CA: Bill on drones heads to Gov. Jerry Brown’s desk



By Joe Nelson, San Bernardino Sun

Legislation that would increase fines for drone operators who interfere with firefighters and other emergency responders has passed the Legislature and is headed to the governor for consideration.

State Sen. Ted Gaines’ proposed law would also grant immunity to firefighters and other emergency responders who damage or destroy unmanned aerial aircraft during emergency operations.

Senate Bill 168 passed the Legislature on Friday and was on its way Monday to the desk of Gov. Jerry Brown for consideration, an aide for Gaines said.

“To think that someone would interfere with firefighting or emergency response situations to get a sneak peak or to post a drone video on YouTube is an outrage that is deserving of punishment and condemnation,” Gaines, a Republican from El Dorado, said in a statement.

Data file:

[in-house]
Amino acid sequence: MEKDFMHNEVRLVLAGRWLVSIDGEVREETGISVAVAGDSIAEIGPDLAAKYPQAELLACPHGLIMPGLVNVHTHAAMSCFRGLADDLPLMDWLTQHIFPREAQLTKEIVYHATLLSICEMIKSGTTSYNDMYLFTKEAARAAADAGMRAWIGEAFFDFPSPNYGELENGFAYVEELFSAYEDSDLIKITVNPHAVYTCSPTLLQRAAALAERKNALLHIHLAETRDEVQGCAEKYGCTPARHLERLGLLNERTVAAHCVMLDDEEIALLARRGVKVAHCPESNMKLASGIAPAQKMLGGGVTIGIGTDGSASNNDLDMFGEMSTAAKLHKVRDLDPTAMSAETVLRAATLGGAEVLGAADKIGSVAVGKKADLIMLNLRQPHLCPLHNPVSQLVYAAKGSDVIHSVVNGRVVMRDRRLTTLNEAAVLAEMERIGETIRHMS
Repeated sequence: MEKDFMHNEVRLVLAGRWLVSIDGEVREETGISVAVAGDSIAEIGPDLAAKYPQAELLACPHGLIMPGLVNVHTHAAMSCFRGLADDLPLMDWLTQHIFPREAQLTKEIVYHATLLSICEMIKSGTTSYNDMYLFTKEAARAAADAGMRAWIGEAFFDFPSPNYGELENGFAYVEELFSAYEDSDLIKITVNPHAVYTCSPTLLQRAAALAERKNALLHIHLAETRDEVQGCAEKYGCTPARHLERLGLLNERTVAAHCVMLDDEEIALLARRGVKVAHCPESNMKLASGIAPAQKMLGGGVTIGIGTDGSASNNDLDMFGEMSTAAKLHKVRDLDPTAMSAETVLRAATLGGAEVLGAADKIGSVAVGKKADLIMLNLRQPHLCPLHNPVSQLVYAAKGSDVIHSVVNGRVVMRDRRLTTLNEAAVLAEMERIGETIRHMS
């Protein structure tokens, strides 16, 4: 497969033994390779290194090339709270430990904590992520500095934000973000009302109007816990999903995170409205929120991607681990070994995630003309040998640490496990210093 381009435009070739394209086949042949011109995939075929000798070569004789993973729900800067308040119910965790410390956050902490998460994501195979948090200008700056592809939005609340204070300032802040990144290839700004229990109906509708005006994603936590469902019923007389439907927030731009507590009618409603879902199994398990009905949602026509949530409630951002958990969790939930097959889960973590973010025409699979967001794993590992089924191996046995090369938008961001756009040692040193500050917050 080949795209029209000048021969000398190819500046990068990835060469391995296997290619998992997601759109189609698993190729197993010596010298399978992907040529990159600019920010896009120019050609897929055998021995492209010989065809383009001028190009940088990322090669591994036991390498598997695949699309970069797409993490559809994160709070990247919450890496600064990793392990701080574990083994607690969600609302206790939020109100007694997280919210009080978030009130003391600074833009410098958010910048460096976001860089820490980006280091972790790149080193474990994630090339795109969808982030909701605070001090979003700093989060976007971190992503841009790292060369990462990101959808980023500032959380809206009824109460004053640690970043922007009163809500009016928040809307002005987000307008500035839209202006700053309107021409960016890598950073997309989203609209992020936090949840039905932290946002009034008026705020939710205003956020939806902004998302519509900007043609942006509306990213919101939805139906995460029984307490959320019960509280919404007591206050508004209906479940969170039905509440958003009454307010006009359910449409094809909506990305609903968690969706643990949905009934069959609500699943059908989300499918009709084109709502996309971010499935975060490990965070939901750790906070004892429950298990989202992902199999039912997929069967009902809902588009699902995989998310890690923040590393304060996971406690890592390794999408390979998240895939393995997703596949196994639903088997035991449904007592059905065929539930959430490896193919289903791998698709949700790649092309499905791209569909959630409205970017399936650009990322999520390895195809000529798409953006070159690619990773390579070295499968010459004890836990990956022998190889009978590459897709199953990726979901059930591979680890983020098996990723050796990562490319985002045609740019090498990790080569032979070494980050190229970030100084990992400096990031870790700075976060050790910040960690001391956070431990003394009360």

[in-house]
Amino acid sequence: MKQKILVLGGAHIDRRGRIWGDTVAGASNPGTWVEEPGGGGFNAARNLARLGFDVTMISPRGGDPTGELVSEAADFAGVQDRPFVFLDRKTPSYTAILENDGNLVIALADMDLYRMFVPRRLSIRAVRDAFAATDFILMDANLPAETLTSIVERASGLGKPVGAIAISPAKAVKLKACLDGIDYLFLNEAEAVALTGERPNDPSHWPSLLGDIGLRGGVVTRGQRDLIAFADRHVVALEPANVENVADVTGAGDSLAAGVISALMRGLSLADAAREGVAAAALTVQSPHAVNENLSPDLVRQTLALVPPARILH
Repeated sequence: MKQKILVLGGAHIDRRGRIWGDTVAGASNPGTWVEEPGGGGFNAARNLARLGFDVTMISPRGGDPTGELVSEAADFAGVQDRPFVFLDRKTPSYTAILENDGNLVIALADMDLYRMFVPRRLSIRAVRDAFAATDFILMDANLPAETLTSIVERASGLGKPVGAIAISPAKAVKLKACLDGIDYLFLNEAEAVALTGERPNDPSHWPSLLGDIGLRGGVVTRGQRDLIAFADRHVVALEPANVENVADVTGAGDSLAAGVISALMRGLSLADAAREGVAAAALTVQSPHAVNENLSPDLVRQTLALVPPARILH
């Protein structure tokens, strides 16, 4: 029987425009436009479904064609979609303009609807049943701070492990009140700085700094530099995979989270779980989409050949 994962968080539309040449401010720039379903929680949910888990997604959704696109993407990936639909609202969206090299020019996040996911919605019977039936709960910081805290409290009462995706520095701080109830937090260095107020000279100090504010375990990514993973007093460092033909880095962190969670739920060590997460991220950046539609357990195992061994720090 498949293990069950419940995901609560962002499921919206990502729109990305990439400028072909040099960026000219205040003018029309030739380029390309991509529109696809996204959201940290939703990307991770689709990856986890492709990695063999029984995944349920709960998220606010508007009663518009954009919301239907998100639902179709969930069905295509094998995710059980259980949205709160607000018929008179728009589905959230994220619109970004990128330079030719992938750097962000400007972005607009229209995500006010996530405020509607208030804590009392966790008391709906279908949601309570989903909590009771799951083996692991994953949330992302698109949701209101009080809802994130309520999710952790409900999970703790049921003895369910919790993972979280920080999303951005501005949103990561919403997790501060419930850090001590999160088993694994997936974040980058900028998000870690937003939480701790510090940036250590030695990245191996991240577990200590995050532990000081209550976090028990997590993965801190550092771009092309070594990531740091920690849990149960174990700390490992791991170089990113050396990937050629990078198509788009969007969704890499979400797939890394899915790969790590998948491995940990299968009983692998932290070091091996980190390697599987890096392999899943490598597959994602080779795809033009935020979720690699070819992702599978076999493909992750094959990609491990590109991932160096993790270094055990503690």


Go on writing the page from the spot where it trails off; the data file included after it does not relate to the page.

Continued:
For firefighters, 2015 has been the year of the drone. Unmanned aerial aircraft have been popping up at wildland fires across the state this year, hindering firefighting operations, destroying property and threatening lives, authorities said. And Southern California — with fires across the San Gabriel Valley foothills to the passes and brush of San Bernardino County — has been no exception.

“Any effort by our elected officials, the public and hobbyists to make the skies safer for firefighters, we definitely appreciate,” said John Miller, U.S. Forest spokesman for the San Bernardino National Forest.

He said that within a five-week period in June and July, there were five drone sightings at four wildland fires in San Bernardino County, and there have been more than a dozen drone sightings at wildfires across the state this year.